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A creative workshop on “Ceramic Products” was organized under the mentorship of renowned ceramic artist Mr. Partha Dasgupta

A creative workshop and demonstration on “Ceramic Products” was organized for the students of Foundation Dept. under the mentorship of renowned ceramic artist Mr. Partha Dasgupta from 20th to 21st April 2017.

Introduction to Creative Ceramic workshop at UID

As a part of the preparatory activity, the students of Foundation Dept. crafted pottery for two days (18th & 19th April). These artifacts were later used for the “Glazing” procedure during the ceramic workshop that took place on 20th and 21st April under the mentorship of  Mr. Partha Dasgupta. During the workshop, Mr. Dasgupta explained the techniques of creative pottery making, ceramic glazing procedure, multiple glazing techniques, the theory of ceramic art, application of Ceramic knowledge in Design process etc. He also gave audio – visual presentation on Ceramic & pottery design, practical presentation cum demonstration on actual potteries and how the ceramic firing/baking happen in a proper ceramic Kiln (in our UID Ceramic lab). And the practical result of all these processes was visible to us in those two days.

Introduction of Lead Faculty – Shri Partha Dasgupta

Mr. Partha Dasgupta was born in Kolkata in 1966. He did his BVA. from the Government College of Arts and Crafts, Kolkata and MFA from Kala Bhavan, Visva Bharati University, Santiniketan and then UGC-NET. He received Senior Research Fellowship (2011-13), Junior Research Fellowship (2001-03) and Nation scholarship (1996-97) for his experimental research contribution in ceramic art of India by Ministry of Culture, Government of India.

As a trainer, he worked with NID as Chief Designer, did several workshops across India and did publish several books and article in renowned Journals of India.

A ceramics master, Partha Dasgupta’s creative mind travels easily from paintings to sculptures in ceramic and vice versa with poetic sensibility. He got Birla Academy Award twice – in 2000 for Best Drawing and in 2008 for Best Painting. He taught at the Government College of Art and Craft, Kolkata, Sriniketan, Visva Bharati University, North Eastern Hill University, Shillong, Centre for Archaeological Studies and Training, Eastern India. Partha’s creations enrich the collections of Bahrain Fine Arts Society, U P State Lalit Kala Akademi, Birla Academy and other private and public collections in India and abroad. He is a member of the Society of Contemporary Artists since 2008; he lives and works in Kolkata.

Brief introduction of Pottery as artifacts

Pottery is basically clay hardened into the fire. The type of clay used and the degree of heat to which it is being baked decides the technical character of the ware.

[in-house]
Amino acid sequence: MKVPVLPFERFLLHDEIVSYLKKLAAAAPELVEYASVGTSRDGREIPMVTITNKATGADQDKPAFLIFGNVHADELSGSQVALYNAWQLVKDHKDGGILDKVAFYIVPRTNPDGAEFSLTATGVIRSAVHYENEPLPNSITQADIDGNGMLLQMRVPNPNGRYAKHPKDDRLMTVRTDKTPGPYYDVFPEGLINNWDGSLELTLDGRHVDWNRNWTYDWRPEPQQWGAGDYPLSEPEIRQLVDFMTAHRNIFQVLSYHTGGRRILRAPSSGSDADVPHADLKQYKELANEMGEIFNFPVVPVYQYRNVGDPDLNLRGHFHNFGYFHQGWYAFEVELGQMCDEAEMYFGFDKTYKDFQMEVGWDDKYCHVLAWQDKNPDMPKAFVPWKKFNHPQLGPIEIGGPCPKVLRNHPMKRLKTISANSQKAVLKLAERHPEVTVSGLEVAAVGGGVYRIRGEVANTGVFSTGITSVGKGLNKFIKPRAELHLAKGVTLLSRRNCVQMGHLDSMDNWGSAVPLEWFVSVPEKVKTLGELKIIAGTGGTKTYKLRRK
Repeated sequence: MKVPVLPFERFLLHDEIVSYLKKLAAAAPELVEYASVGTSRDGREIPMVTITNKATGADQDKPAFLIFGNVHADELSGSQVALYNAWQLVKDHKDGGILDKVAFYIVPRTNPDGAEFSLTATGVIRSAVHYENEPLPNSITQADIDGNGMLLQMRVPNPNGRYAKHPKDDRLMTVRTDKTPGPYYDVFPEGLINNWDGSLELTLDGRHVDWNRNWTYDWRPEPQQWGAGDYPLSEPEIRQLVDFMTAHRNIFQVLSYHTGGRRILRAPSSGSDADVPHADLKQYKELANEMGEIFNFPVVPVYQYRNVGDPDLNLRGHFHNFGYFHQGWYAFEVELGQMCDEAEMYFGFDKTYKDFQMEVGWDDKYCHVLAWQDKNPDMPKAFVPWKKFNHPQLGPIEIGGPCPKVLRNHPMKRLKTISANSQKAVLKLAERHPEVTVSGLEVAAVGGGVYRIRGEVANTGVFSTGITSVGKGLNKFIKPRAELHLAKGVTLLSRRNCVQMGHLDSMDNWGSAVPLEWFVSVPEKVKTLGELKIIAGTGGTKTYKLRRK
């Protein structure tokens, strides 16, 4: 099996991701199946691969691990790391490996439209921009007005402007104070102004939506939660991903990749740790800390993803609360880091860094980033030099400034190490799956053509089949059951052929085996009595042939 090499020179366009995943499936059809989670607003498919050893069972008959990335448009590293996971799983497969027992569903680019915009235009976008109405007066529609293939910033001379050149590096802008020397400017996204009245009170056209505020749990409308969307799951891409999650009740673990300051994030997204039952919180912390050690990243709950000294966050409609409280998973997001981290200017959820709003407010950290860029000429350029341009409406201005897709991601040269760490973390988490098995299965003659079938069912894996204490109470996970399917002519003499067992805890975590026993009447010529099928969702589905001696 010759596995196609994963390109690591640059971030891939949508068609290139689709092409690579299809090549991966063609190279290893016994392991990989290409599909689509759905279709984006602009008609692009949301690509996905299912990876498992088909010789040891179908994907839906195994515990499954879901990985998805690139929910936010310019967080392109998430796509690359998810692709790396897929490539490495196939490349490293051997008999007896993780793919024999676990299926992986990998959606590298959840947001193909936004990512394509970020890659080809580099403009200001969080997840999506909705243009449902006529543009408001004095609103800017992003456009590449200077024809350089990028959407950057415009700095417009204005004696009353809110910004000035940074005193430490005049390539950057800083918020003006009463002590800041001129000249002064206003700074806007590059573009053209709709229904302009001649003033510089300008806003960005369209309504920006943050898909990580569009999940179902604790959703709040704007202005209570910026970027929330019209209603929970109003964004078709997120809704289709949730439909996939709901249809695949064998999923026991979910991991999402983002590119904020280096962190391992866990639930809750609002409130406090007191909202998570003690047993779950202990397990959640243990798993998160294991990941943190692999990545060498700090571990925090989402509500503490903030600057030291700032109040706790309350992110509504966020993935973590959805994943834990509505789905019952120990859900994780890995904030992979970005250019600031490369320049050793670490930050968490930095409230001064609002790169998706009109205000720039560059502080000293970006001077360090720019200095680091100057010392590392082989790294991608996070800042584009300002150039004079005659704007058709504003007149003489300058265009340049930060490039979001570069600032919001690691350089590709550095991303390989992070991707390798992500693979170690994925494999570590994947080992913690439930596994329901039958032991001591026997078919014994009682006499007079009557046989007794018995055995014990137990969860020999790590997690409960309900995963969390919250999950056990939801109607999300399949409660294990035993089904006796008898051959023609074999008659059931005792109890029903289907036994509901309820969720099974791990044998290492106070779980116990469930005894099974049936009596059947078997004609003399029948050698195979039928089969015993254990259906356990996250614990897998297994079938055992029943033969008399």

Indian pottery origin goes back to the Indus Valley civilization and it is the most iconic element of the Indian art. Some of the pottery being created on wheels and some were handmade from that period of time till date. Earlier people use to build their temporary kilns and produced and sold their wares before moving on to the next village. The pots were favored for water transportation and storage, grain storage along with cooking pots and storage for oil, beer, milk, and curd.

Three main styles of pottery were there – black pottery, blue pottery and terracotta as well as the unglazed being divided into paper thin, scrafito and highly polished. In some parts of India, the potters maintain a high status due to being involved in the production of deities for religious ceremonies, terracotta being the common medium. Terracotta horses of the height of 7 meters have been used in temples.

With the progression of time and constant cultural exchanges, the ceramics in ancient India was enriched and evolved turning out to be very much appreciated. The making of glazed pottery developed under the influence of the Arabs in India and the Mogul art inspired some of the designs.

Today Indian pottery comes in a variety of shapes and patterns. The ceramic artists from all over the globe are trying to adapt the Indian form of pottery. The ancient pottery art has become a contemporary form of Western pottery art. Though the Western style of pottery is a little different from that of the Indian time, both the forms are known as the Modern Contemporary form of pottery.

Creativity & Pottery Craftsmanship

Pottery & Ceramics has a visual language in all cultures and is intrinsic to people’s lives, needs and memories.

Ceramic, an art of clay & glazes is a fascinating medium which has gained immense popularity. Ceramic ware has always been a result of an unwritten bonding wherein a lump of clay unconditionally surrenders to the intimate act of touch by the creator. The maker of clay pottery intimately handles the physical sensitiveness of the malleable material. The acknowledgment of the tactile quality of clay through each touch of the maker is a creative statement displaying the virtues of intellect, ingenuousness, and sensibility of the maker.

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